Spring Boot is mighty powerful. It enables multitude of functionalities with minimal amount of code (thanks to annotation processing & sensible defaults).
Listed below are a few features I’ve been using in a new project. I am creating a pre-configured scaffold code repository, will share the same soon.
- Spring Security
- Databases / JPA / Hibernate
Spring Boot allows configuration through application.properties. We can have multiple profiles (application.properties), each for a distinct environment and a developer. Specific profile can chosen during application startup using vm argument or system property or even set it in supporting IDE like Intellij IDEA.
Dependency injection without annotations
Spring Boot recommends using constructors for injecting dependencies. If you have single constructor, all the dependencies are auto injected. No need to have @AutoWired or @Inject annotations. As a bonus, this also helps mocking dependencies in tests (without using Spring constructs).
Hot reload of code changes
Spring Boot has fantastic ability to auto-reload changes made to the code without restarting the server. If code changes are done within the method, that code snippet is auto reloaded. Though if there are changes to method parameters, or add/delete of methods/classes, then application needs to be restarted. Even this can be minimized by using this maven plugin which detects changes and restarts the application. It is faster than ‘cold’ restarts. Check out this documentation for more details.
Spring User & Roles
Spring Security requires implementing UserDetailsService, and it uses its own POJO of User (with limited variables). If you require more variables you can easily extend the User class and convert instances when required by Spring Security. Side note: In Spring Security terminology a user-role is called Authority.
With Spring Security, encrypting passwords (to be persisted in DB), is as easy as writing one line of bean configuration. BCrypt is recommended option over MD5 and other hashing algorithms.
URL based security
URL based security can be very easily setup with few lines of code using WebSecurity configurer. This helps ensure users are authenticated and authorized to access the urls.
Method level security
Individual methods of controllers/services can be restricted too.
Spring Expressions based authorization
These restrictions need not be just based on authorities. With use of Spring Expressions it can trigger any service method, access parameters, access return value, access a bean etc. This can be useful for requests which depend on data, or where authorization code is dynamic and is implemented in separate service.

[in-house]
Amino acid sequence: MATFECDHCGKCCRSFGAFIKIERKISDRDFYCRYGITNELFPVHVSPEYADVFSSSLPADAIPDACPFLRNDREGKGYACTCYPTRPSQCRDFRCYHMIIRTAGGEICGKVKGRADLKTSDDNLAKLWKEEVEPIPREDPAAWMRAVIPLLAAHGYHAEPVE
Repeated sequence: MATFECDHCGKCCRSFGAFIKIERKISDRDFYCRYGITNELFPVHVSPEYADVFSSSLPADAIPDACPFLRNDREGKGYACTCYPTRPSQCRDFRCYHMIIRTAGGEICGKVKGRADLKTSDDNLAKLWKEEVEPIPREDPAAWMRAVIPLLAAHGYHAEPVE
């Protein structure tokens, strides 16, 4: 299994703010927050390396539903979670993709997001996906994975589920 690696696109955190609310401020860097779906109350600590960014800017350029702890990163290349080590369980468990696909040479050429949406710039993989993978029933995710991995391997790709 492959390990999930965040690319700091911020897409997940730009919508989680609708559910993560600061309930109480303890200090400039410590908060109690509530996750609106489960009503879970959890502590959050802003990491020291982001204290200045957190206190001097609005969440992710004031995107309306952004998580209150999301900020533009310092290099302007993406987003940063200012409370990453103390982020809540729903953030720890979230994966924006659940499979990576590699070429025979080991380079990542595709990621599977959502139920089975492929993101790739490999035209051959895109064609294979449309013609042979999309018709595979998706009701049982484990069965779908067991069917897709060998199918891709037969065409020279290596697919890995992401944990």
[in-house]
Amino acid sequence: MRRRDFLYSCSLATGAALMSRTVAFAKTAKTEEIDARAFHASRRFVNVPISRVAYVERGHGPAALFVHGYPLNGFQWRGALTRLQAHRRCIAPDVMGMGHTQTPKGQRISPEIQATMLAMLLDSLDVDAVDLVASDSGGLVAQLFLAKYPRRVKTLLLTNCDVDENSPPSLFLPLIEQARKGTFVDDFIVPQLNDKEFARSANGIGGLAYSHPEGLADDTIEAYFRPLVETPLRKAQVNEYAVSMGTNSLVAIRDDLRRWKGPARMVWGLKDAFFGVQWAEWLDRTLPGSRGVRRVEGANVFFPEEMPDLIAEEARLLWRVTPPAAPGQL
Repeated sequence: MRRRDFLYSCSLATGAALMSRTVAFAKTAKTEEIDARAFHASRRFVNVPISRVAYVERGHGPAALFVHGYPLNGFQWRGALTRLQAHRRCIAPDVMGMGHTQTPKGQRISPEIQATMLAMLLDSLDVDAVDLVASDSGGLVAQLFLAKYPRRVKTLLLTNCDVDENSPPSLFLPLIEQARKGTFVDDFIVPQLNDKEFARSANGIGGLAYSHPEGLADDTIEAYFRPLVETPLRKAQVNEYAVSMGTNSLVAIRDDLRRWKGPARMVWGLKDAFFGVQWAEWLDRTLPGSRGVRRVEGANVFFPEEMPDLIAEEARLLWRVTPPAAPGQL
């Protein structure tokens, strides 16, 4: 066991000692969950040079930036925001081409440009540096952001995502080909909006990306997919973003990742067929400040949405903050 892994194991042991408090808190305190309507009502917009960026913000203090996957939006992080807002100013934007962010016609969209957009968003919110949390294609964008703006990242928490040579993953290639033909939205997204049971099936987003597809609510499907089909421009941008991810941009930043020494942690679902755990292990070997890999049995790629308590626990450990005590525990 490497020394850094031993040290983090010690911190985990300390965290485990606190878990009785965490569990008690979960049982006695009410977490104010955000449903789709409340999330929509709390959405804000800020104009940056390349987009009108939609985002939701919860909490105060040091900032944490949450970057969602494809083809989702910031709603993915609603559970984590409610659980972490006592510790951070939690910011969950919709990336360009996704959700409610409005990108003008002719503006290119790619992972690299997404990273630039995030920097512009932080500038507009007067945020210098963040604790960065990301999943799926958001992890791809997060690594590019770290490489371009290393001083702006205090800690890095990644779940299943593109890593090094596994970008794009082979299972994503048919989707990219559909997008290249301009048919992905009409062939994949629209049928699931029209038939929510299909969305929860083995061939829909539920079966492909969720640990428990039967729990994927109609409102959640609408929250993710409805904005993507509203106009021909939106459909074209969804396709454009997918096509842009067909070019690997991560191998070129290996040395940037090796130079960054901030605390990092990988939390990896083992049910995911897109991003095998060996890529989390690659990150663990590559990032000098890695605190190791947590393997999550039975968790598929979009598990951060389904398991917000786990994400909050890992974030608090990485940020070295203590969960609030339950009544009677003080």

Login, Logout, CORS, CSRF, CSP
All the security measures for web-based application are covered by default in Spring Boot. Here’s where Spring Boot shines with sensible defaults. I highly recommend watching videos from Spring Security lead Rob Winch.
Accessing current user
Spring can tell which user the request belongs to. This can be achieved by only using annotation @AuthenticationPrincipal with the method parameter (of type User). If @AuthenticationPrincipal is not very readable, then custom annotation can be created which does the same thing.
Spring Boot supports JSR 303 bean validation API. This is very useful in validating user inputs. It also supports additional hibernate validators, for values to be validated from database (eg: unique email)
When exceptions are not handled in Controllers, they are returned to the caller as exception stack traces. Spring Boot supports Global exception handling, where-in we can choose the message and http status to return, based on type of exceptions.
Entity to JSON conversion
Spring Boot uses Jackson to convert entity/domain objects into JSON for consumption by clients (UI). There are multiple ways to achieve this:
- Let Spring convert whole class instance (along with its nested hierarchy) into JSON
- Use annotation @JsonIgnore to hide some fields from conversion. Eg: for password field, which should not be sent to UI
- Use JSON views, to contextually convert entities based on requests
- Use separate DTO classes, and write mappers to convert entity to DTO and vice-versa. DTO pattern is controversial, but the overhead of mappers can be reduced by BeanUtils.copyProperties()
Databases / JPA / Hibernate
Spring Boot (and Spring Data JPA) allows for lot of basic functionalities with minimal code:
- @Column and @Table annotation for entity is optional, naming strategies have sensible defaults.
- Lazy fetching of nested object hierarchy
- Field validations as mentioned above
- DDL validation during startup